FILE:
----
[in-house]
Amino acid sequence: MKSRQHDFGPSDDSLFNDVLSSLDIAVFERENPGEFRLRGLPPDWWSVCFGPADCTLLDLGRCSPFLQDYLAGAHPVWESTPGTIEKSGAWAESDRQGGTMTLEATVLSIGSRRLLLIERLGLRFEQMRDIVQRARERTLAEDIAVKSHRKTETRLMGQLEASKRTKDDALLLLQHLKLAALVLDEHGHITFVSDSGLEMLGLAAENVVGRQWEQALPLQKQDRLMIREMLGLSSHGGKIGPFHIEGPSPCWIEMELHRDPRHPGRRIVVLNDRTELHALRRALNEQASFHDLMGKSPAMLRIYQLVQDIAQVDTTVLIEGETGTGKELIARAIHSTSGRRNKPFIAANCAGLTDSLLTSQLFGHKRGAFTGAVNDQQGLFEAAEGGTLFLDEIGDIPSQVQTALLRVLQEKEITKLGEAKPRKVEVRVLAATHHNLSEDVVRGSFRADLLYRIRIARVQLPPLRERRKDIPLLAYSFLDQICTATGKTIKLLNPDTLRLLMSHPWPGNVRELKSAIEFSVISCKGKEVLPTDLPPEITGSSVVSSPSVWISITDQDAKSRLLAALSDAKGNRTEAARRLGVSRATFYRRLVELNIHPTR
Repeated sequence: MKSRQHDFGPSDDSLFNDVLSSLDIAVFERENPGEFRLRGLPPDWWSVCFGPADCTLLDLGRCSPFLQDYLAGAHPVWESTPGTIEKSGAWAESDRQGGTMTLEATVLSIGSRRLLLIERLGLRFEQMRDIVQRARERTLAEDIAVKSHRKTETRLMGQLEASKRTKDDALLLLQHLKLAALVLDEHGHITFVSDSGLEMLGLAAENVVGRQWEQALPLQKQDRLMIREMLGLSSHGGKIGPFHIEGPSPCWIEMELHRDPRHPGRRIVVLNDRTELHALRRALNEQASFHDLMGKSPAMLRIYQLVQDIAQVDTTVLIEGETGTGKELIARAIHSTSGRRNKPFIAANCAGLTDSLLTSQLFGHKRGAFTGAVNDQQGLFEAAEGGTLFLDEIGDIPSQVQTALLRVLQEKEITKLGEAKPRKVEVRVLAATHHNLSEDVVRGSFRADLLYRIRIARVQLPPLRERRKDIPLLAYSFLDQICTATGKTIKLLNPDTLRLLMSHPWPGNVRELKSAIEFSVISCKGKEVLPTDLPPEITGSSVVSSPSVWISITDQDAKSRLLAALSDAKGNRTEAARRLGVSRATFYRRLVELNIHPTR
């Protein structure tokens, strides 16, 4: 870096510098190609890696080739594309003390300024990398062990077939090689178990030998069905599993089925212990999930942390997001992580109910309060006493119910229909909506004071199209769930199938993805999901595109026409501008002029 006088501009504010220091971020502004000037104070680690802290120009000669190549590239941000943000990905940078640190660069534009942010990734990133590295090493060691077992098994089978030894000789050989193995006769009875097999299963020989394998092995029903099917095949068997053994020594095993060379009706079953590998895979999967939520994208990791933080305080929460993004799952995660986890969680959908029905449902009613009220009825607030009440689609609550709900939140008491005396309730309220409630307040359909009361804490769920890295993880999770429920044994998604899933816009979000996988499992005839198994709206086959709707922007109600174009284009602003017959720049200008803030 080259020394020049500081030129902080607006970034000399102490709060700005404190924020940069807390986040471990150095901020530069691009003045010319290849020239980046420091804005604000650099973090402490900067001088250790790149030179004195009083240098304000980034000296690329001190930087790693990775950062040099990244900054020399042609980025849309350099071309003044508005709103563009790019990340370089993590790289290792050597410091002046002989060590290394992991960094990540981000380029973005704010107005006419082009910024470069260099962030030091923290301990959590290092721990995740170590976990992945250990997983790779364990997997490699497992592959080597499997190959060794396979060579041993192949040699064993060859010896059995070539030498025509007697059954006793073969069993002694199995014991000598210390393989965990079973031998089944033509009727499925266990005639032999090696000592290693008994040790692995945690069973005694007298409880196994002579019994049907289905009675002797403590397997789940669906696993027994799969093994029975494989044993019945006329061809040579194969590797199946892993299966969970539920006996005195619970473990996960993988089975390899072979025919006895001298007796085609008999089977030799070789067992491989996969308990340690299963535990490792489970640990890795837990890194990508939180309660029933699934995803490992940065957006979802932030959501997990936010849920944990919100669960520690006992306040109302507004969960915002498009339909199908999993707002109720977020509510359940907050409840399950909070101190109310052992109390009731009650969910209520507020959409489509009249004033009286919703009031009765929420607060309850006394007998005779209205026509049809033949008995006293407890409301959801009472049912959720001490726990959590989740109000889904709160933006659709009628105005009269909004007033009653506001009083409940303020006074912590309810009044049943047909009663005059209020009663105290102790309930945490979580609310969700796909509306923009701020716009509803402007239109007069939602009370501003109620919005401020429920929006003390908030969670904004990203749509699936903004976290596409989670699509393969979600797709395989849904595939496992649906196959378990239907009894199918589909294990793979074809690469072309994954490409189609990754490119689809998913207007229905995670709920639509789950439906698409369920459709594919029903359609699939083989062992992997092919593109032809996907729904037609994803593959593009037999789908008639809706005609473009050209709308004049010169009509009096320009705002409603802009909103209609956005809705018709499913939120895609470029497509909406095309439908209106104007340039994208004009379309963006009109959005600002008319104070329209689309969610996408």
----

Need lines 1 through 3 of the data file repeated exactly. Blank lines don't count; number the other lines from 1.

[in-house]
Amino acid sequence: MKSRQHDFGPSDDSLFNDVLSSLDIAVFERENPGEFRLRGLPPDWWSVCFGPADCTLLDLGRCSPFLQDYLAGAHPVWESTPGTIEKSGAWAESDRQGGTMTLEATVLSIGSRRLLLIERLGLRFEQMRDIVQRARERTLAEDIAVKSHRKTETRLMGQLEASKRTKDDALLLLQHLKLAALVLDEHGHITFVSDSGLEMLGLAAENVVGRQWEQALPLQKQDRLMIREMLGLSSHGGKIGPFHIEGPSPCWIEMELHRDPRHPGRRIVVLNDRTELHALRRALNEQASFHDLMGKSPAMLRIYQLVQDIAQVDTTVLIEGETGTGKELIARAIHSTSGRRNKPFIAANCAGLTDSLLTSQLFGHKRGAFTGAVNDQQGLFEAAEGGTLFLDEIGDIPSQVQTALLRVLQEKEITKLGEAKPRKVEVRVLAATHHNLSEDVVRGSFRADLLYRIRIARVQLPPLRERRKDIPLLAYSFLDQICTATGKTIKLLNPDTLRLLMSHPWPGNVRELKSAIEFSVISCKGKEVLPTDLPPEITGSSVVSSPSVWISITDQDAKSRLLAALSDAKGNRTEAARRLGVSRATFYRRLVELNIHPTR
Repeated sequence: MKSRQHDFGPSDDSLFNDVLSSLDIAVFERENPGEFRLRGLPPDWWSVCFGPADCTLLDLGRCSPFLQDYLAGAHPVWESTPGTIEKSGAWAESDRQGGTMTLEATVLSIGSRRLLLIERLGLRFEQMRDIVQRARERTLAEDIAVKSHRKTETRLMGQLEASKRTKDDALLLLQHLKLAALVLDEHGHITFVSDSGLEMLGLAAENVVGRQWEQALPLQKQDRLMIREMLGLSSHGGKIGPFHIEGPSPCWIEMELHRDPRHPGRRIVVLNDRTELHALRRALNEQASFHDLMGKSPAMLRIYQLVQDIAQVDTTVLIEGETGTGKELIARAIHSTSGRRNKPFIAANCAGLTDSLLTSQLFGHKRGAFTGAVNDQQGLFEAAEGGTLFLDEIGDIPSQVQTALLRVLQEKEITKLGEAKPRKVEVRVLAATHHNLSEDVVRGSFRADLLYRIRIARVQLPPLRERRKDIPLLAYSFLDQICTATGKTIKLLNPDTLRLLMSHPWPGNVRELKSAIEFSVISCKGKEVLPTDLPPEITGSSVVSSPSVWISITDQDAKSRLLAALSDAKGNRTEAARRLGVSRATFYRRLVELNIHPTR